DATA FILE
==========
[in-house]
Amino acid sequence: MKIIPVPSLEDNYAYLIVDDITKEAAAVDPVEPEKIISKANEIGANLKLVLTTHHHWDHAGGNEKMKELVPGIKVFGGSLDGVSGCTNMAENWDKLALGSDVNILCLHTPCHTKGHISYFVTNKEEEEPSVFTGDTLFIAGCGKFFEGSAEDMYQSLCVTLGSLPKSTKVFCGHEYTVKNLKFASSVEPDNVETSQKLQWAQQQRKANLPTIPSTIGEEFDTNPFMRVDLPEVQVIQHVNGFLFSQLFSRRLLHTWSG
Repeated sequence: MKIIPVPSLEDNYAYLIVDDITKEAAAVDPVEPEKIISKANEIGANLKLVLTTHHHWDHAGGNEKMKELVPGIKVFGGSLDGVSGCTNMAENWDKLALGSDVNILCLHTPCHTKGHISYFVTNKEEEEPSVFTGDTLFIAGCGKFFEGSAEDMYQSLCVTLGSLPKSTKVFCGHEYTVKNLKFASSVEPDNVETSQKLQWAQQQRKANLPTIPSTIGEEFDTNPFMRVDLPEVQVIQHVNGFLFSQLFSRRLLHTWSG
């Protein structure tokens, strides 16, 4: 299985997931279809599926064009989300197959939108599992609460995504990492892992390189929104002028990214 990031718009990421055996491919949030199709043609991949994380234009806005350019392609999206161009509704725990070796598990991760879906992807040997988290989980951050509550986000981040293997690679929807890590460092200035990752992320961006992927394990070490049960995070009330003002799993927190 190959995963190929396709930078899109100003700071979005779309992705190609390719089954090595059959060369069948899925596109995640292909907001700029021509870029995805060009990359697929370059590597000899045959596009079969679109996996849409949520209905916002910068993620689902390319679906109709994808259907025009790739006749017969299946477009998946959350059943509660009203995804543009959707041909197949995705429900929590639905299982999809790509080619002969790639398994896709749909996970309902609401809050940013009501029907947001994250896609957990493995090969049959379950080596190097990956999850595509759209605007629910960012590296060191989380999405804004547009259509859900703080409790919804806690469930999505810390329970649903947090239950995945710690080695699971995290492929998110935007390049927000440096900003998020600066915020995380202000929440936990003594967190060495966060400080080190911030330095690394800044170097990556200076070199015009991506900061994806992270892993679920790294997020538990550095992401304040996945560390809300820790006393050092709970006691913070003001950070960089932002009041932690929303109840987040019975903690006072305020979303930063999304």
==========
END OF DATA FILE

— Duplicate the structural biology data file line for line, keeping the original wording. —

[in-house]
Amino acid sequence: MKIIPVPSLEDNYAYLIVDDITKEAAAVDPVEPEKIISKANEIGANLKLVLTTHHHWDHAGGNEKMKELVPGIKVFGGSLDGVSGCTNMAENWDKLALGSDVNILCLHTPCHTKGHISYFVTNKEEEEPSVFTGDTLFIAGCGKFFEGSAEDMYQSLCVTLGSLPKSTKVFCGHEYTVKNLKFASSVEPDNVETSQKLQWAQQQRKANLPTIPSTIGEEFDTNPFMRVDLPEVQVIQHVNGFLFSQLFSRRLLHTWSG
Repeated sequence: MKIIPVPSLEDNYAYLIVDDITKEAAAVDPVEPEKIISKANEIGANLKLVLTTHHHWDHAGGNEKMKELVPGIKVFGGSLDGVSGCTNMAENWDKLALGSDVNILCLHTPCHTKGHISYFVTNKEEEEPSVFTGDTLFIAGCGKFFEGSAEDMYQSLCVTLGSLPKSTKVFCGHEYTVKNLKFASSVEPDNVETSQKLQWAQQQRKANLPTIPSTIGEEFDTNPFMRVDLPEVQVIQHVNGFLFSQLFSRRLLHTWSG
């Protein structure tokens, strides 16, 4: 299985997931279809599926064009989300197959939108599992609460995504990492892992390189929104002028990214 990031718009990421055996491919949030199709043609991949994380234009806005350019392609999206161009509704725990070796598990991760879906992807040997988290989980951050509550986000981040293997690679929807890590460092200035990752992320961006992927394990070490049960995070009330003002799993927190 190959995963190929396709930078899109100003700071979005779309992705190609390719089954090595059959060369069948899925596109995640292909907001700029021509870029995805060009990359697929370059590597000899045959596009079969679109996996849409949520209905916002910068993620689902390319679906109709994808259907025009790739006749017969299946477009998946959350059943509660009203995804543009959707041909197949995705429900929590639905299982999809790509080619002969790639398994896709749909996970309902609401809050940013009501029907947001994250896609957990493995090969049959379950080596190097990956999850595509759209605007629910960012590296060191989380999405804004547009259509859900703080409790919804806690469930999505810390329970649903947090239950995945710690080695699971995290492929998110935007390049927000440096900003998020600066915020995380202000929440936990003594967190060495966060400080080190911030330095690394800044170097990556200076070199015009991506900061994806992270892993679920790294997020538990550095992401304040996945560390809300820790006393050092709970006691913070003001950070960089932002009041932690929303109840987040019975903690006072305020979303930063999304």